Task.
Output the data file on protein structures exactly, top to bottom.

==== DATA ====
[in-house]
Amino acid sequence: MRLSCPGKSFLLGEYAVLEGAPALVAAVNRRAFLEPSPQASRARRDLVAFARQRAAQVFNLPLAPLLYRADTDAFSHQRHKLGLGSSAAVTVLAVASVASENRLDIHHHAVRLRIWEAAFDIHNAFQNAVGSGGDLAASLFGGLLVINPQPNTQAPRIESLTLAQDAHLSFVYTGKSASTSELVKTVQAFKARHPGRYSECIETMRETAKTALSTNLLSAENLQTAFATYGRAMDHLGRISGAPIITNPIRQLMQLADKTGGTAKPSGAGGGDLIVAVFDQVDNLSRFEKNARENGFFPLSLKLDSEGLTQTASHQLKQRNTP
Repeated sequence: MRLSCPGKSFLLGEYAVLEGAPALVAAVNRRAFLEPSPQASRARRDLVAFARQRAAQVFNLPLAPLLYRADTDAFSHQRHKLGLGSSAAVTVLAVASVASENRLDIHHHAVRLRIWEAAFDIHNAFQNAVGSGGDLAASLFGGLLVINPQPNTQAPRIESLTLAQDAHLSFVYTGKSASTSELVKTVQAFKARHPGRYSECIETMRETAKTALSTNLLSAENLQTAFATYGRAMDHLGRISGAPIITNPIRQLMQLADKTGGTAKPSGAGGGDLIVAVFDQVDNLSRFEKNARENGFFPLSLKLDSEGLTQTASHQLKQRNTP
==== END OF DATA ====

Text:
[in-house]
Amino acid sequence: MRLSCPGKSFLLGEYAVLEGAPALVAAVNRRAFLEPSPQASRARRDLVAFARQRAAQVFNLPLAPLLYRADTDAFSHQRHKLGLGSSAAVTVLAVASVASENRLDIHHHAVRLRIWEAAFDIHNAFQNAVGSGGDLAASLFGGLLVINPQPNTQAPRIESLTLAQDAHLSFVYTGKSASTSELVKTVQAFKARHPGRYSECIETMRETAKTALSTNLLSAENLQTAFATYGRAMDHLGRISGAPIITNPIRQLMQLADKTGGTAKPSGAGGGDLIVAVFDQVDNLSRFEKNARENGFFPLSLKLDSEGLTQTASHQLKQRNTP
Repeated sequence: MRLSCPGKSFLLGEYAVLEGAPALVAAVNRRAFLEPSPQASRARRDLVAFARQRAAQVFNLPLAPLLYRADTDAFSHQRHKLGLGSSAAVTVLAVASVASENRLDIHHHAVRLRIWEAAFDIHNAFQNAVGSGGDLAASLFGGLLVINPQPNTQAPRIESLTLAQDAHLSFVYTGKSASTSELVKTVQAFKARHPGRYSECIETMRETAKTALSTNLLSAENLQTAFATYGRAMDHLGRISGAPIITNPIRQLMQLADKTGGTAKPSGAGGGDLIVAVFDQVDNLSRFEKNARENGFFPLSLKLDSEGLTQTASHQLKQRNTP